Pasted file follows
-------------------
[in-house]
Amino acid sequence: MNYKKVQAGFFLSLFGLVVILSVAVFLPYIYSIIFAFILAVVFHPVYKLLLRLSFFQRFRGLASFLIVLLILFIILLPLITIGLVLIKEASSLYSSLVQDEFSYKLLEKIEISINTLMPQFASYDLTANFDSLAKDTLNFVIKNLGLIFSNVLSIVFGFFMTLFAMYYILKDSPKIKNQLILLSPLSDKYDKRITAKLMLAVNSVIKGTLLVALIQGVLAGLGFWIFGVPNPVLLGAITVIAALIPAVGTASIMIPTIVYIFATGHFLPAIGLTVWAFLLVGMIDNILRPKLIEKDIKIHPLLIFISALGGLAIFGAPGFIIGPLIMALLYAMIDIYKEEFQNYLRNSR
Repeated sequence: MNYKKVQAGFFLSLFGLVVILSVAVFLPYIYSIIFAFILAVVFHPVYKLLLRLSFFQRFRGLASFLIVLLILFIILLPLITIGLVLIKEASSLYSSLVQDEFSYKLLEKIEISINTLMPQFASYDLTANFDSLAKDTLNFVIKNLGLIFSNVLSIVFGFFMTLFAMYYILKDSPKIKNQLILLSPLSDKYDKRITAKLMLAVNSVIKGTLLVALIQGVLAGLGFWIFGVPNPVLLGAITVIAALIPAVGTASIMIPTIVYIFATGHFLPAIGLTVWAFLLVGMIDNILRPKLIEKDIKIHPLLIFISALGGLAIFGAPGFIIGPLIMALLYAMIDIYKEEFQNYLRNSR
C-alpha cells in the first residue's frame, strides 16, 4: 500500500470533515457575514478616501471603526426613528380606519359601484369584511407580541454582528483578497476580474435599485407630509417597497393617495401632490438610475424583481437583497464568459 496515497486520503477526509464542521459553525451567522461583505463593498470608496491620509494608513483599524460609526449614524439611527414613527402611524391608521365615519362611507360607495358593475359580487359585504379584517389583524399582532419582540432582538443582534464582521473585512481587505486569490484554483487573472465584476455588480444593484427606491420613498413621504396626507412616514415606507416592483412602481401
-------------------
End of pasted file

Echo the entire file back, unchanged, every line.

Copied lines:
[in-house]
Amino acid sequence: MNYKKVQAGFFLSLFGLVVILSVAVFLPYIYSIIFAFILAVVFHPVYKLLLRLSFFQRFRGLASFLIVLLILFIILLPLITIGLVLIKEASSLYSSLVQDEFSYKLLEKIEISINTLMPQFASYDLTANFDSLAKDTLNFVIKNLGLIFSNVLSIVFGFFMTLFAMYYILKDSPKIKNQLILLSPLSDKYDKRITAKLMLAVNSVIKGTLLVALIQGVLAGLGFWIFGVPNPVLLGAITVIAALIPAVGTASIMIPTIVYIFATGHFLPAIGLTVWAFLLVGMIDNILRPKLIEKDIKIHPLLIFISALGGLAIFGAPGFIIGPLIMALLYAMIDIYKEEFQNYLRNSR
Repeated sequence: MNYKKVQAGFFLSLFGLVVILSVAVFLPYIYSIIFAFILAVVFHPVYKLLLRLSFFQRFRGLASFLIVLLILFIILLPLITIGLVLIKEASSLYSSLVQDEFSYKLLEKIEISINTLMPQFASYDLTANFDSLAKDTLNFVIKNLGLIFSNVLSIVFGFFMTLFAMYYILKDSPKIKNQLILLSPLSDKYDKRITAKLMLAVNSVIKGTLLVALIQGVLAGLGFWIFGVPNPVLLGAITVIAALIPAVGTASIMIPTIVYIFATGHFLPAIGLTVWAFLLVGMIDNILRPKLIEKDIKIHPLLIFISALGGLAIFGAPGFIIGPLIMALLYAMIDIYKEEFQNYLRNSR
C-alpha cells in the first residue's frame, strides 16, 4: 500500500470533515457575514478616501471603526426613528380606519359601484369584511407580541454582528483578497476580474435599485407630509417597497393617495401632490438610475424583481437583497464568459 496515497486520503477526509464542521459553525451567522461583505463593498470608496491620509494608513483599524460609526449614524439611527414613527402611524391608521365615519362611507360607495358593475359580487359585504379584517389583524399582532419582540432582538443582534464582521473585512481587505486569490484554483487573472465584476455588480444593484427606491420613498413621504396626507412616514415606507416592483412602481401